Tuesday, July 17, 2012

Ride the Wild Surf Movie Review

I like to think that in some other life I was a surfer dude. Though considering that I typically swim like a brick, this isn’t likely. I found out about an old surfing movie called Ride the Wild Surf (1964) while doing some internet surfing of my own. The way it was depicted on this website made it sound worth my time. Turns out it was, but not because it was a good movie.
Having recently graduated from high school, three friends take one last trip together before going their separate ways in life. Jody Wallis (Fabian), Steamer Lane (Tab Hunter) and Chase Colton (Peter Brown) take to Hawaii’s Oahu Island to ride the world’s biggest waves, a long standing dream they’ve shared. Naturally, each one finds a romantic interest to pursue. Steamer falls in love with Lily (Susan Hart), whose mother objects since her husband—also a surfer—left home and family to follow a surf circuit. Jody, the self-described college dropout and surf bum, falls for the reserved Brie (Shelley Fabares) who challenges him to return to college. Straight-laced Chase finds himself repeatedly drawn to adventurous Augie (Barbara Eden). A surfing competition is being held and despite conflicts, injuries, and rocky romances, the three young men compete against ruthless competition to prove themselves a top surfer.
Ride the Wild Surf is just about as cliché as can be. The characters are all very simple and shallow. The story about young people falling deeply love over a weekend and talking about life together is unrealistic and corny. The whole sporting event to prove something to yourself or others is overdone. The cinematography wasn’t always good, the use of a blue screen was blatantly obvious as the actors moved in different directions than the background.
Even the acting was pretty bland. If not for a few exceptions like Barbara Eden, Tab Hunter, and Susan Hart, it would have almost been unwatchable. They bring some life and expressiveness to the otherwise lackluster acting in this movie. You may recognize Barbara Eden who also starred in the I Dream of Jeannie sitcom back in the day. I suspect she is somehow immune to aging, she still looks young and energetic in every other role I’ve seen her in.
Fabian was kind of an Elvis Presley byproduct. Like Elvis often did in his movies, Fabian plays a character with a giant chip on his shoulder, ready to beat the crap out of anyone who would dare accuse him of being a coward. This happened in so many Elvis movies it became a joke. It plays out in much the same dramatically illogical way here; resulting in Fabian's character being irritating throughout.
To its credit, Ride the Wild Surf was filmed on location in Hawaii. Most Hollywood beach movies are filmed in Southern California. The movie really captivates the sport and the culture surrounding it. The surfing jargon and concerns over the dangers sound reasonably authentic. In 1963, weather conditions were such that huge waves were made on the Hawaiian shores. The producers took advantage of this and got some outstanding shots of some truly epic waves. I understand this movie is supposed to have some of the best surf photography of any non-documentary surf film. I don’t know if that’s true, but I certainly was impressed by the waves they captured on film.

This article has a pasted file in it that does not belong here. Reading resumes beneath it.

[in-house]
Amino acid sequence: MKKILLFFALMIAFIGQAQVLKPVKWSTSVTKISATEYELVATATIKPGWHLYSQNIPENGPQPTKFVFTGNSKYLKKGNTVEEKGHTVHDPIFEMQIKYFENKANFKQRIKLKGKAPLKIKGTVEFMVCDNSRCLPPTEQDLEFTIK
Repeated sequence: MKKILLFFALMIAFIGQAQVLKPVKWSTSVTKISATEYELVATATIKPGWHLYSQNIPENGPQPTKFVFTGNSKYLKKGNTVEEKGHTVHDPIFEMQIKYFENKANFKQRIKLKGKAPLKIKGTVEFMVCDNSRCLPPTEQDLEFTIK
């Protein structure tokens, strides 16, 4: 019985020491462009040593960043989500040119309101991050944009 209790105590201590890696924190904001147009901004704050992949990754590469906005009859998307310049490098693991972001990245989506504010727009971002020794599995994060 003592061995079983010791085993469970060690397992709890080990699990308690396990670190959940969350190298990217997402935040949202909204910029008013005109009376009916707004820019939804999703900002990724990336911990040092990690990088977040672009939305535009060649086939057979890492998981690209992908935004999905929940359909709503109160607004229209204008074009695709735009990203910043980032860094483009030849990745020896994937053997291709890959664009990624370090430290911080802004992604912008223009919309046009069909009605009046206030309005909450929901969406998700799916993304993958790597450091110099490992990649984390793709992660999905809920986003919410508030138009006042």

So, why watch Ride the Wild Surf? Well, it was interesting to see how “teen movies” and culture in general have changed over the years, or remained the same. Everyone was very trusting of total strangers back then, now we tend to assume strangers have an ulterior motive when we are approached. Steamer follows Lily to her ranch to get to know her better. Rather than having the cops called on him, he is invited to dinner. The way people spoke to one another in this movie surely sounded natural in its day, but it sounds quaint now. For example, in one scene a rival surfer’s nose is accidentally broken by Jody. Our protagonist sincerely apologizes, but the best threat the rival is able to come up with is saying that “maybe I can return the favor someday,” causing anyone who overheard it to look stunned by his brashness. In a contemporary movie we’d expect to hear an articulate death threat that would give the audience a reason to worry about the protagonist’s safety. Ride the Wild Surf seems hilariously tame by today’s standards, and that contract makes it amusing to watch.
Ride the Wild Surf was just about as cheesy a movie as you could ask for from the 1960’s. Granted, it is better than most of the equally low-budget horror movies of its day. The script is lousy, the surfing is phony, and the boy-girl scenes lack chemistry. Anyone over the age of twelve would be disappointed with most aspects of this film. You’ll be just fine if you never see it, but it’s a fun, light-hearted, campy romp of a surf movie that would be good for a “lost in the 60’s” themed party or to see how the “teen movie” genre has changed over the decades.

Have you seen a movie that captured some truly impressive surf photography? What was it? Did you like it? Comment below and let me know!

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